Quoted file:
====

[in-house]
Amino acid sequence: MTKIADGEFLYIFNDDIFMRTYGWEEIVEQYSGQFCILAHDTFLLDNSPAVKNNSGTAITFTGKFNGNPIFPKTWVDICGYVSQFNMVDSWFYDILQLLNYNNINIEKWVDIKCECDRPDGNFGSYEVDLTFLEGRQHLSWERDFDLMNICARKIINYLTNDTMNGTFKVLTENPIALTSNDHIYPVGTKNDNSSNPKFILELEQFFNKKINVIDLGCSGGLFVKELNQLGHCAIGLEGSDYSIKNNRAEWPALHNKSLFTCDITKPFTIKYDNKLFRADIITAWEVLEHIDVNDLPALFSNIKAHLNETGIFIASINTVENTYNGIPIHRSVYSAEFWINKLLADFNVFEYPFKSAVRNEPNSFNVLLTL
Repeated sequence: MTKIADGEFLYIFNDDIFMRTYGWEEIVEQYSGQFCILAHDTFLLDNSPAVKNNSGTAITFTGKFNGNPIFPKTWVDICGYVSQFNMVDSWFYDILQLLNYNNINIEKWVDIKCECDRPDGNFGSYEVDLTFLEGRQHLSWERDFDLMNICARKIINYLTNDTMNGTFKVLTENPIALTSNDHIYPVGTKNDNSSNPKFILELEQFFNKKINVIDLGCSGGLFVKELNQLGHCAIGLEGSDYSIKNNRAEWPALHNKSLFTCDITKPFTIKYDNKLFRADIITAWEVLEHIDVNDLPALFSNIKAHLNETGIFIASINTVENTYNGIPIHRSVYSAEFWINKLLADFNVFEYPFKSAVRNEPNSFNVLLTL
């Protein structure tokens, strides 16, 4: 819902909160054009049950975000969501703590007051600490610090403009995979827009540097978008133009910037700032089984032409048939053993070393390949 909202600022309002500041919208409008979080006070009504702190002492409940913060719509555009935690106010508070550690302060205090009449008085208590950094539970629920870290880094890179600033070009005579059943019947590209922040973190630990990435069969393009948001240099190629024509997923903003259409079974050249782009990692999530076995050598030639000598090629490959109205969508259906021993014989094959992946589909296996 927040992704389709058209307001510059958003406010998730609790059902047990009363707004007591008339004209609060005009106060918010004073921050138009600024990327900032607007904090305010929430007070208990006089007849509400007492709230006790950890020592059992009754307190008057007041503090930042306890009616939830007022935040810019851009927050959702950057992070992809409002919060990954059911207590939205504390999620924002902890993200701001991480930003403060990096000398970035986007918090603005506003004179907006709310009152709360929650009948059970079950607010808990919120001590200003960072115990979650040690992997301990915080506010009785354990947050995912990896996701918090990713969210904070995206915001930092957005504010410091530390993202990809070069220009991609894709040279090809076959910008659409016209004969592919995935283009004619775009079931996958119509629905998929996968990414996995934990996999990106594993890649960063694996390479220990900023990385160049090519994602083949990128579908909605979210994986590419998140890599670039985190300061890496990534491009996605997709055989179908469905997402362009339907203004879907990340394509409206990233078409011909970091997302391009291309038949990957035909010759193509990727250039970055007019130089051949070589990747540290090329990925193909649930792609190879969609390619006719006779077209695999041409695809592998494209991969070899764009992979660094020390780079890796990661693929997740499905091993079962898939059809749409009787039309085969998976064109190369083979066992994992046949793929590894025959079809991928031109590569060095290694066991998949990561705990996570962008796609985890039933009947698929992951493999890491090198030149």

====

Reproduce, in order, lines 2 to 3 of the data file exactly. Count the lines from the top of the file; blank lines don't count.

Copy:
Amino acid sequence: MTKIADGEFLYIFNDDIFMRTYGWEEIVEQYSGQFCILAHDTFLLDNSPAVKNNSGTAITFTGKFNGNPIFPKTWVDICGYVSQFNMVDSWFYDILQLLNYNNINIEKWVDIKCECDRPDGNFGSYEVDLTFLEGRQHLSWERDFDLMNICARKIINYLTNDTMNGTFKVLTENPIALTSNDHIYPVGTKNDNSSNPKFILELEQFFNKKINVIDLGCSGGLFVKELNQLGHCAIGLEGSDYSIKNNRAEWPALHNKSLFTCDITKPFTIKYDNKLFRADIITAWEVLEHIDVNDLPALFSNIKAHLNETGIFIASINTVENTYNGIPIHRSVYSAEFWINKLLADFNVFEYPFKSAVRNEPNSFNVLLTL
Repeated sequence: MTKIADGEFLYIFNDDIFMRTYGWEEIVEQYSGQFCILAHDTFLLDNSPAVKNNSGTAITFTGKFNGNPIFPKTWVDICGYVSQFNMVDSWFYDILQLLNYNNINIEKWVDIKCECDRPDGNFGSYEVDLTFLEGRQHLSWERDFDLMNICARKIINYLTNDTMNGTFKVLTENPIALTSNDHIYPVGTKNDNSSNPKFILELEQFFNKKINVIDLGCSGGLFVKELNQLGHCAIGLEGSDYSIKNNRAEWPALHNKSLFTCDITKPFTIKYDNKLFRADIITAWEVLEHIDVNDLPALFSNIKAHLNETGIFIASINTVENTYNGIPIHRSVYSAEFWINKLLADFNVFEYPFKSAVRNEPNSFNVLLTL